Superman, Chicken Little, and Knowable Unknowables

Quote of the Day

Who does not grow, declines.

— Rabbi Hillel. This statement is true for almost any human activity. If you are not improving, you are declining.

Figure 1: Some very confident engineers thinks of themselves as supermen.

Figure 1: Some very confident engineers thinks of themselves as supermen or superwomen. (Source)

I was having a discussion with other managers about the difficulty of creating accurate schedules for development programs. Other than dealing with an economic decline through layoffs, I cannot think of a more difficult task for a manager than create accurate schedule for bleeding edge projects.

Typically, I work directly with the engineers involved and have them create time estimates for their portions of each development effort. I find that about half the engineers always generate optimistic schedules and the other half generate pessimistic schedules. I give these two types of engineers the following names:

  • Superman

    These folks wake up every morning thinking they have an "S" on their chest. There is nothing they cannot do, if only management will get out of the way. If they do get behind schedule, they think that all they need to do to get back on schedule is to come in and work on a weekend. The theory here is that there are so many distractions during the week that real engineering can only occur when they are alone and on the weekends. However, that miracle weekend never seems to occur.

  • Chicken Little

    These folks are just the opposite of Superman. They find it impossible to plan because the number of things that could go wrong are too numerous to count. Why even try to plan when unexpected things happen every day?

Figure 2: Chicken Little, for which the sky is always falling.

Figure 2: Chicken Little, for which the sky is always falling. (Source)

I deal with Superman and Chicken Little the same way -- I introduce the concept of "knowable unknowables." Knowable unknowables are program events that will introduce delays in a program, but I cannot state what these events are at the start of the program. They include things like unexpected circuit board layout errors or undocumented defects in new chips. I know these events will occur, but they are unknowable at the start of the program. As long as you are willing to deal with averages, it is amazing how predictable these unpredictable events are.

With Superman, you introduce doubt into their plans by warning them about recent events that have slowed progress on other programs and that these events could occur on their program. Slowly, you get them to agree that things may not go as smoothly as they think. Slowly their schedule lengthens to reflect historical norms.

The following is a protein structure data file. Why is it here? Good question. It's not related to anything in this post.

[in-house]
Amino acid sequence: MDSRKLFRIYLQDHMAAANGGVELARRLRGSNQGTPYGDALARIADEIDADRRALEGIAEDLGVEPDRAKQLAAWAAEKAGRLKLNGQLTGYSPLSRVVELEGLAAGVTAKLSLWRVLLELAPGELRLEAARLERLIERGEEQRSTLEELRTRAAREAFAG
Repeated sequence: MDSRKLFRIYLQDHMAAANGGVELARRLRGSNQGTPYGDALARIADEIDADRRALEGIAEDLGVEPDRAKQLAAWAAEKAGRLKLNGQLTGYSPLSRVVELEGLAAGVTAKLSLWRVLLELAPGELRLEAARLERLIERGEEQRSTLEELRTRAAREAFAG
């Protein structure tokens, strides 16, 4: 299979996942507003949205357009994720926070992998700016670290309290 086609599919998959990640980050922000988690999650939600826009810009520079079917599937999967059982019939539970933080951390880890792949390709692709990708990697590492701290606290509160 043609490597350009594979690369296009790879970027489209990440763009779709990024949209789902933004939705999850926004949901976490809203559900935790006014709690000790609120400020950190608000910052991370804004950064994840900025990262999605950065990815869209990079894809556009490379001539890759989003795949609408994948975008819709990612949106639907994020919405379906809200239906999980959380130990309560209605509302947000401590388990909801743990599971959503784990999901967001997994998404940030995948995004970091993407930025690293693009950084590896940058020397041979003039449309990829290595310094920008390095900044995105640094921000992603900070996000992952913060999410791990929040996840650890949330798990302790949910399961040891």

With Chicken Little, you just remind them that it is rare for every possible bad thing to happen on a program. You tell them that they need to plan for a reasonable number of unexpected events. I have gone as far as telling my Chicken Littles that they should assume 1 major problem (defined as slipping the schedule by 1 month) and 3 minor problems (a minor problem is a 2 week schedule slip). Plan for normal execution times for everything else. As with the Superman, Chicken Little soon has a schedule that reflects historical norms.

This approach seems to work. At least I can go home at night comfortable in knowing that my program schedules do not assume any miracles or disasters.

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2 Responses to Superman, Chicken Little, and Knowable Unknowables

  1. mark tucker says:

    I came across your blog a few weeks ago and have enjoyed catching up in your archives. I too am a hardware manager. We design and produce wireless products and many of the management/engineering examples you write about are spot-on to my daily life.

    Scheduling is still a major mystery to me. I've done hundreds of them with only limited success. I've been doing this for 30 years. I know how long each task takes but - in the end - one task slides into another and, before you know it, you're a month behind.

    In an effort to get better, I've read everything I could on this. I've seen hundreds of program management books for Software engineering but very little on managing and scheduling for hardware-related projects. The two are certainly related (I used to manage an embedded firmware group along with hardware engineers) but hardware is its own thing.

    Have you run across a good reference on HW project management?


    • mathscinotes says:

      I am sure that you and I could spend a few hours discussing our management experiences. Scheduling is the bane of my existence. I have not seen any good references on the topic. I have taken numerous courses on the subject, but they really have made little difference in my scheduling accuracy. Like so many aspects of management, how you plan is based on your personal experience and there are few hard and fast rules. I do keep a database of my schedule performance over time so that I can see how my actual versus predicted performance varied. Unfortunately, "knowable unknowables" – unplannable events that impact your project – are the primary things that unexpectedly drive out schedules.

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